What is Chronic Constipation?

Acute onset constipation requires evaluation to rule out bowel obstruction from conditions such as cancer of the colon, diverticulitis with scarring in the colon causing colonic obstruction as well as small bowel obstruction from adhesions, tumors. This usually involves imaging such as computed tomography examination with or without oral contrast. Usually patients with bowel obstruction have significant abdominal pain and/or vomiting.

Chronic constipation is very common. An important cause is underlying medications such as calcium channel blockers, beta-blockers for hypertension. Other medications such as gabapentin, Lyrica a commonly used for chronic back pain can cause sluggish bowel and constipation. Nowadays, many patients who take narcotic pain medications for chronic pain syndromes have constipation because narcotics relax smooth muscle of the gut and because slow gut transit.

From a gastrointestinal standpoint, constipation can occur from colonic inertia wherein the colon muscle is weak and is not able to use to stool from the right side of the colon to the rectum.  Another cause that can occur on its own or with colonic inertia is pelvic floor dysfunction typically seen in women. In this condition, the pelvic floor muscles do not relax appropriately to be stool to be evacuated.  This occurs frequently in women with a history of multiple previous childbirths with trauma to the pelvic floor muscles during prolonged labor. This literally causes obstructive defecation wherein normal relaxation of the angle between the rectum and anus does not occur. Not infrequently women with this condition perform manual disimpaction of the rectum.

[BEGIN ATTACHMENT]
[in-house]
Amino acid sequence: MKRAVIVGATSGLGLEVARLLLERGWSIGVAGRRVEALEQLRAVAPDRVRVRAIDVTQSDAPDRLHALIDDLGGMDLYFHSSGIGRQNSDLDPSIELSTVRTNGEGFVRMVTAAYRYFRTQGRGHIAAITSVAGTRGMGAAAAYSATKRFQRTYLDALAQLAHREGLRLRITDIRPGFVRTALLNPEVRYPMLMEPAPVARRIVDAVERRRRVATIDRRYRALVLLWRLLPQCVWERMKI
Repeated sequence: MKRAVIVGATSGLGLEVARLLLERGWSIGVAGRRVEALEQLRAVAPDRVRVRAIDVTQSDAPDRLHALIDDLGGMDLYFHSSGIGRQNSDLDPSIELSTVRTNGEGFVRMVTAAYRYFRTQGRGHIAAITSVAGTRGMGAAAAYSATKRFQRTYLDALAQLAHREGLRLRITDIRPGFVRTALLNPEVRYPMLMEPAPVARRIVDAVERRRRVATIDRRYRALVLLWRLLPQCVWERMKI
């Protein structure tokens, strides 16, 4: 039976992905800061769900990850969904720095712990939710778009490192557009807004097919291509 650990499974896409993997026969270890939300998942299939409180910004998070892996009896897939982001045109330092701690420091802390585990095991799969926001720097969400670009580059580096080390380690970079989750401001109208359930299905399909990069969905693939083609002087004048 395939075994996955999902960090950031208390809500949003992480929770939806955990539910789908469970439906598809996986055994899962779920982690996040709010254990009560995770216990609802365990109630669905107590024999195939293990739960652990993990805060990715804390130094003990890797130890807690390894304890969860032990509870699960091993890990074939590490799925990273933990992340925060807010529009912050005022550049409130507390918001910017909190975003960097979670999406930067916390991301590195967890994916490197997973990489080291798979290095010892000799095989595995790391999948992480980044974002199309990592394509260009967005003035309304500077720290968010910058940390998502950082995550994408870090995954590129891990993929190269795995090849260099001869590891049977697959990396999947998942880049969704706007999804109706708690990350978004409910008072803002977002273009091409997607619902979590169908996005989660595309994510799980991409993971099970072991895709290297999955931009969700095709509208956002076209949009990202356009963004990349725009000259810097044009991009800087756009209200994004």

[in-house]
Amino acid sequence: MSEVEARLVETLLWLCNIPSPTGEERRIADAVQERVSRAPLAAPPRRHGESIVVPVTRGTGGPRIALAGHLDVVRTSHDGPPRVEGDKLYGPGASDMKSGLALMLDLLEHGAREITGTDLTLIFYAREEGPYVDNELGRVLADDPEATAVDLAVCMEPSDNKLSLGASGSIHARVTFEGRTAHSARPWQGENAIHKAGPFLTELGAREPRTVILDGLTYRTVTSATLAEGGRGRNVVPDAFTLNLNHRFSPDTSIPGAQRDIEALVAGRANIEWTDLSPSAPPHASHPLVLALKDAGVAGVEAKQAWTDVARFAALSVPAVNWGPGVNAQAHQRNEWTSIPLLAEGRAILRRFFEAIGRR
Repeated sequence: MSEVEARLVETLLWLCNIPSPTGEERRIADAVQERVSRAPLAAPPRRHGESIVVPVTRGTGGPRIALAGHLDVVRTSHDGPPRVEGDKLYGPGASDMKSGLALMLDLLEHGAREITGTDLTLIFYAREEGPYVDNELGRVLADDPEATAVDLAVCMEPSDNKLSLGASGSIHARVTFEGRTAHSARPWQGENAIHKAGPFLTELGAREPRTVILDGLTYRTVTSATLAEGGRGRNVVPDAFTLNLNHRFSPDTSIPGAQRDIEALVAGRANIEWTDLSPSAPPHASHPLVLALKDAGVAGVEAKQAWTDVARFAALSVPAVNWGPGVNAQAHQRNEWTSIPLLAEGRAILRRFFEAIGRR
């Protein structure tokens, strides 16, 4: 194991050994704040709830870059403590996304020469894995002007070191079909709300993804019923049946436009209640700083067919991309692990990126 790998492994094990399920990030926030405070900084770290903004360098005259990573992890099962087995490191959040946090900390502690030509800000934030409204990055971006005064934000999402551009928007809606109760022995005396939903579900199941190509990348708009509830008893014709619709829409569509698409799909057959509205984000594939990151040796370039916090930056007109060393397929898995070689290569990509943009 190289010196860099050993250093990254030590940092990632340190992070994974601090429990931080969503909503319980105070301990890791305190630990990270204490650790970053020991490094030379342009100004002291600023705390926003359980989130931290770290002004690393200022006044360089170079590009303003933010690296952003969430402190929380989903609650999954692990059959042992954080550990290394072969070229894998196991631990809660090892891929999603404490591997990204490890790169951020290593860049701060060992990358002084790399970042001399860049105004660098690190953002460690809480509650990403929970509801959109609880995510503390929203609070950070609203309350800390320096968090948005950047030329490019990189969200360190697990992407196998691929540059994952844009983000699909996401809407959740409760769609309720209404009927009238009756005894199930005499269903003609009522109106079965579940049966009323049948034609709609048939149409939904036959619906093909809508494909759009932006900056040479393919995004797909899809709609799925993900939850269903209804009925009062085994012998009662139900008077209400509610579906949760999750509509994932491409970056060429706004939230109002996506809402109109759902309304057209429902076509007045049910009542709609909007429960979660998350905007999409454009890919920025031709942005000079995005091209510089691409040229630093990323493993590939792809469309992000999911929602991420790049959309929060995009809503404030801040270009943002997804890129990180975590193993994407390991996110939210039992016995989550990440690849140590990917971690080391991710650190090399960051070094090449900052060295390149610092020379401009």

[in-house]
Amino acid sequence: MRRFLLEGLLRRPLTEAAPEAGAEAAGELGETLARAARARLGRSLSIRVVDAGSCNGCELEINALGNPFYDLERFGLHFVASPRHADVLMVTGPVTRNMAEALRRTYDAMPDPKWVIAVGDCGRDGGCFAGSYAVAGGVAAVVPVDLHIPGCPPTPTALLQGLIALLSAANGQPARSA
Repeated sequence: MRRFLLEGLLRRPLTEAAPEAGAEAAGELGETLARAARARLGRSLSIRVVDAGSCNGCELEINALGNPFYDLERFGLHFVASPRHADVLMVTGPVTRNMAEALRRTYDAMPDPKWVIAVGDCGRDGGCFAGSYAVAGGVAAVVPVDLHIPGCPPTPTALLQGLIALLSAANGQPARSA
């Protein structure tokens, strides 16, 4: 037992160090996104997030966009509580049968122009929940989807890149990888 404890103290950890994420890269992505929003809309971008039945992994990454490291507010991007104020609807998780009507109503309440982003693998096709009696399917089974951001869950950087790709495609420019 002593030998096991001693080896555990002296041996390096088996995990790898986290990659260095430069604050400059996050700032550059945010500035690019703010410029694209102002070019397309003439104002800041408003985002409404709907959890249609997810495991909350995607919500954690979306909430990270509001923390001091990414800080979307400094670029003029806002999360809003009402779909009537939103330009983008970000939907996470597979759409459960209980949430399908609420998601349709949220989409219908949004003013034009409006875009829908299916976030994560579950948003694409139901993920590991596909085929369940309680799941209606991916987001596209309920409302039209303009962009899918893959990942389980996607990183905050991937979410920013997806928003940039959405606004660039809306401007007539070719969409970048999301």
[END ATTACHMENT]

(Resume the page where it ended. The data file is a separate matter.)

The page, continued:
Management of chronic constipation and while stopping the offending medication. Mild cases especially in younger patients may respond to just fiber supplementation. Other agents used to treat chronic constipation include saline laxatives such as polyethylene glycol based laxatives, stimulant laxatives such as Dulcolax, secretagogues like lubiprostone, linaclotide and most recently prokinetics such as prucalopride.

Patients with pelvic floor dysfunction respond to pelvic floor retraining and biofeedback therapy. In extremely rare cases, subtotal colectomy has also been performed although this is very uncommon with availability of effective medical therapy.

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